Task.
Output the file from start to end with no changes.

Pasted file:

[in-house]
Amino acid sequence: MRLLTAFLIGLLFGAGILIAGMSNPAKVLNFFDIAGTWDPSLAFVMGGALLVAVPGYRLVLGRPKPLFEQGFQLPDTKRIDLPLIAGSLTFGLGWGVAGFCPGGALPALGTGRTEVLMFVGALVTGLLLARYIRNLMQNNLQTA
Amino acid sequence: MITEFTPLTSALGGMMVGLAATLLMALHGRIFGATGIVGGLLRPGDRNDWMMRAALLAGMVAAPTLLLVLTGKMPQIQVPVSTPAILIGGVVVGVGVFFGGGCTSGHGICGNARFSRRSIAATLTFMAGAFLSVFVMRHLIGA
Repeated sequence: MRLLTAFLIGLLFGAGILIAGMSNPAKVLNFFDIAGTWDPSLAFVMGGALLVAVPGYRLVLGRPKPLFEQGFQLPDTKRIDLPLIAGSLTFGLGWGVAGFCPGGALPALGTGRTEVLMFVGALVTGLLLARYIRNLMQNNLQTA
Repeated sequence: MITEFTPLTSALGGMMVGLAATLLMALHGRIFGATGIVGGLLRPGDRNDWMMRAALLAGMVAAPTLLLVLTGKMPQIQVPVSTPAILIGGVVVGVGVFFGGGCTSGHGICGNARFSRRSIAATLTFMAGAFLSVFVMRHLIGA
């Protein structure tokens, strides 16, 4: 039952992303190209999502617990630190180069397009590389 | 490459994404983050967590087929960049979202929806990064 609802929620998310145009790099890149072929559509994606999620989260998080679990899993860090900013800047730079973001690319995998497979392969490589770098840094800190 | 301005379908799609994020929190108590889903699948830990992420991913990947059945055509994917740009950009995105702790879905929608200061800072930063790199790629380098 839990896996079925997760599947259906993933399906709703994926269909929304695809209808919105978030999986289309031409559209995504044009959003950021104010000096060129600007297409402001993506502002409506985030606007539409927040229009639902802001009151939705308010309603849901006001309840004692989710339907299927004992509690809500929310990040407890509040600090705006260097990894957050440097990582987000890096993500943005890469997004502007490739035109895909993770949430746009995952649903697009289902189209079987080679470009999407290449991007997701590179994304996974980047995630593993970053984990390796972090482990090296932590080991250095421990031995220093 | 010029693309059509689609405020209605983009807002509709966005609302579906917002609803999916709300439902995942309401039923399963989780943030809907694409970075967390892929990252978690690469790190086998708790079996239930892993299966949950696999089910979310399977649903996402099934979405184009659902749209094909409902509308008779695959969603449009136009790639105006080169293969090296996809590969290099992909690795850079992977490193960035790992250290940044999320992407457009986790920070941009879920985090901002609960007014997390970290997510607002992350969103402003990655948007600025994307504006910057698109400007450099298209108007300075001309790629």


[in-house]
Amino acid sequence: MRLLTAFLIGLLFGAGILIAGMSNPAKVLNFFDIAGTWDPSLAFVMGGALLVAVPGYRLVLGRPKPLFEQGFQLPDTKRIDLPLIAGSLTFGLGWGVAGFCPGGALPALGTGRTEVLMFVGALVTGLLLARYIRNLMQNNLQTA
Amino acid sequence: MITEFTPLTSALGGMMVGLAATLLMALHGRIFGATGIVGGLLRPGDRNDWMMRAALLAGMVAAPTLLLVLTGKMPQIQVPVSTPAILIGGVVVGVGVFFGGGCTSGHGICGNARFSRRSIAATLTFMAGAFLSVFVMRHLIGA
Repeated sequence: MRLLTAFLIGLLFGAGILIAGMSNPAKVLNFFDIAGTWDPSLAFVMGGALLVAVPGYRLVLGRPKPLFEQGFQLPDTKRIDLPLIAGSLTFGLGWGVAGFCPGGALPALGTGRTEVLMFVGALVTGLLLARYIRNLMQNNLQTA
Repeated sequence: MITEFTPLTSALGGMMVGLAATLLMALHGRIFGATGIVGGLLRPGDRNDWMMRAALLAGMVAAPTLLLVLTGKMPQIQVPVSTPAILIGGVVVGVGVFFGGGCTSGHGICGNARFSRRSIAATLTFMAGAFLSVFVMRHLIGA
């Protein structure tokens, strides 16, 4: 039952992303190209999502617990630190180069397009590389 | 490459994404983050967590087929960049979202929806990064 609802929620998310145009790099890149072929559509994606999620989260998080679990899993860090900013800047730079973001690319995998497979392969490589770098840094800190 | 301005379908799609994020929190108590889903699948830990992420991913990947059945055509994917740009950009995105702790879905929608200061800072930063790199790629380098 839990896996079925997760599947259906993933399906709703994926269909929304695809209808919105978030999986289309031409559209995504044009959003950021104010000096060129600007297409402001993506502002409506985030606007539409927040229009639902802001009151939705308010309603849901006001309840004692989710339907299927004992509690809500929310990040407890509040600090705006260097990894957050440097990582987000890096993500943005890469997004502007490739035109895909993770949430746009995952649903697009289902189209079987080679470009999407290449991007997701590179994304996974980047995630593993970053984990390796972090482990090296932590080991250095421990031995220093 | 010029693309059509689609405020209605983009807002509709966005609302579906917002609803999916709300439902995942309401039923399963989780943030809907694409970075967390892929990252978690690469790190086998708790079996239930892993299966949950696999089910979310399977649903996402099934979405184009659902749209094909409902509308008779695959969603449009136009790639105006080169293969090296996809590969290099992909690795850079992977490193960035790992250290940044999320992407457009986790920070941009879920985090901002609960007014997390970290997510607002992350969103402003990655948007600025994307504006910057698109400007450099298209108007300075001309790629």